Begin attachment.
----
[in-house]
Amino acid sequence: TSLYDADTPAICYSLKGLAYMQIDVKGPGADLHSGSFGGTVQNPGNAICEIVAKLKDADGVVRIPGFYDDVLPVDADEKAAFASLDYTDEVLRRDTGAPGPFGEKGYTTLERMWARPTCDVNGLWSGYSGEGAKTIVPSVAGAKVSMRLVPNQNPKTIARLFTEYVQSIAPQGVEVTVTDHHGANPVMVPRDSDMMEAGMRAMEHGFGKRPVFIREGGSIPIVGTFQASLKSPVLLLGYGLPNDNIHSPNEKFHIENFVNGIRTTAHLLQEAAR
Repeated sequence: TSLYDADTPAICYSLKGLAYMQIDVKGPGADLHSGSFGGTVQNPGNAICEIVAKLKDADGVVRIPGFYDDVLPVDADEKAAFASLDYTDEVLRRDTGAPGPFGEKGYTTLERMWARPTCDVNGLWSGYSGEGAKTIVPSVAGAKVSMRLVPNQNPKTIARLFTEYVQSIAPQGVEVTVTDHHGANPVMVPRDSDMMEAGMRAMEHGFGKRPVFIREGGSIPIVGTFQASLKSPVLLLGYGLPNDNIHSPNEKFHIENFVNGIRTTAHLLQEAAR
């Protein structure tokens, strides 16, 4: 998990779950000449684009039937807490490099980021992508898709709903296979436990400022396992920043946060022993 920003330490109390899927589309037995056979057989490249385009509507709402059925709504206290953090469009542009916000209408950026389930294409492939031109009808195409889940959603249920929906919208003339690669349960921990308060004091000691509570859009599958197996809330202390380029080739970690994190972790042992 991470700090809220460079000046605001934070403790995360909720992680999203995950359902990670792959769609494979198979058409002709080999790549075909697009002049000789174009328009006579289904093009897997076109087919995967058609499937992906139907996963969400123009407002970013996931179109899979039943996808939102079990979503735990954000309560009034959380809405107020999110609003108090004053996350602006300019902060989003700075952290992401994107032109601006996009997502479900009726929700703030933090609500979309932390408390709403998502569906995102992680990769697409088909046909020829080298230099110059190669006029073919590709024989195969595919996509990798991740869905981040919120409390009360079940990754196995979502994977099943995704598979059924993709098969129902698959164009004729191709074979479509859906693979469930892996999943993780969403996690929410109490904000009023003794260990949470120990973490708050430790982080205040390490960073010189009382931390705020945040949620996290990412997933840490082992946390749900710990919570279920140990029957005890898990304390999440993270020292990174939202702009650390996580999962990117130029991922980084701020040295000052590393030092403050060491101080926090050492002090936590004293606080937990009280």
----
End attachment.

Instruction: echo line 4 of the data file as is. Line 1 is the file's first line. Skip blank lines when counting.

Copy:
């Protein structure tokens, strides 16, 4: 998990779950000449684009039937807490490099980021992508898709709903296979436990400022396992920043946060022993 920003330490109390899927589309037995056979057989490249385009509507709402059925709504206290953090469009542009916000209408950026389930294409492939031109009808195409889940959603249920929906919208003339690669349960921990308060004091000691509570859009599958197996809330202390380029080739970690994190972790042992 991470700090809220460079000046605001934070403790995360909720992680999203995950359902990670792959769609494979198979058409002709080999790549075909697009002049000789174009328009006579289904093009897997076109087919995967058609499937992906139907996963969400123009407002970013996931179109899979039943996808939102079990979503735990954000309560009034959380809405107020999110609003108090004053996350602006300019902060989003700075952290992401994107032109601006996009997502479900009726929700703030933090609500979309932390408390709403998502569906995102992680990769697409088909046909020829080298230099110059190669006029073919590709024989195969595919996509990798991740869905981040919120409390009360079940990754196995979502994977099943995704598979059924993709098969129902698959164009004729191709074979479509859906693979469930892996999943993780969403996690929410109490904000009023003794260990949470120990973490708050430790982080205040390490960073010189009382931390705020945040949620996290990412997933840490082992946390749900710990919570279920140990029957005890898990304390999440993270020292990174939202702009650390996580999962990117130029991922980084701020040295000052590393030092403050060491101080926090050492002090936590004293606080937990009280």